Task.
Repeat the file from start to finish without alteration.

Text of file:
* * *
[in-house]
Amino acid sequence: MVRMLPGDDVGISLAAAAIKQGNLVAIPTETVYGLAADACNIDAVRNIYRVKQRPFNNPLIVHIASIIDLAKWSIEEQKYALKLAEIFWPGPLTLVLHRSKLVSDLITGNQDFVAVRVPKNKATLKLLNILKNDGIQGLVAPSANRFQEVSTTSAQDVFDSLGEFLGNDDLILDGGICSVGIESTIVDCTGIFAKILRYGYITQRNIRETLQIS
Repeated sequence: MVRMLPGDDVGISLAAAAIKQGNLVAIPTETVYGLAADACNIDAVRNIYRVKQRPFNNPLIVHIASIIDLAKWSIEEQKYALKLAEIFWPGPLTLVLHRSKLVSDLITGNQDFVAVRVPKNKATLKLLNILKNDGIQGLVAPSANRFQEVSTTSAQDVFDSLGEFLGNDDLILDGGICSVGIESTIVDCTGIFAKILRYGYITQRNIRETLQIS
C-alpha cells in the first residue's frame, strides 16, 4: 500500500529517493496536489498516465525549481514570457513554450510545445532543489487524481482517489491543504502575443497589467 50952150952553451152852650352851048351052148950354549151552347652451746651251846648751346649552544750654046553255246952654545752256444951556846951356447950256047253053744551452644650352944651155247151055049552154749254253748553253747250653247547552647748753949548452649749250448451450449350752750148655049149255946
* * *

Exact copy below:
[in-house]
Amino acid sequence: MVRMLPGDDVGISLAAAAIKQGNLVAIPTETVYGLAADACNIDAVRNIYRVKQRPFNNPLIVHIASIIDLAKWSIEEQKYALKLAEIFWPGPLTLVLHRSKLVSDLITGNQDFVAVRVPKNKATLKLLNILKNDGIQGLVAPSANRFQEVSTTSAQDVFDSLGEFLGNDDLILDGGICSVGIESTIVDCTGIFAKILRYGYITQRNIRETLQIS
Repeated sequence: MVRMLPGDDVGISLAAAAIKQGNLVAIPTETVYGLAADACNIDAVRNIYRVKQRPFNNPLIVHIASIIDLAKWSIEEQKYALKLAEIFWPGPLTLVLHRSKLVSDLITGNQDFVAVRVPKNKATLKLLNILKNDGIQGLVAPSANRFQEVSTTSAQDVFDSLGEFLGNDDLILDGGICSVGIESTIVDCTGIFAKILRYGYITQRNIRETLQIS
C-alpha cells in the first residue's frame, strides 16, 4: 500500500529517493496536489498516465525549481514570457513554450510545445532543489487524481482517489491543504502575443497589467 50952150952553451152852650352851048351052148950354549151552347652451746651251846648751346649552544750654046553255246952654545752256444951556846951356447950256047253053744551452644650352944651155247151055049552154749254253748553253747250653247547552647748753949548452649749250448451450449350752750148655049149255946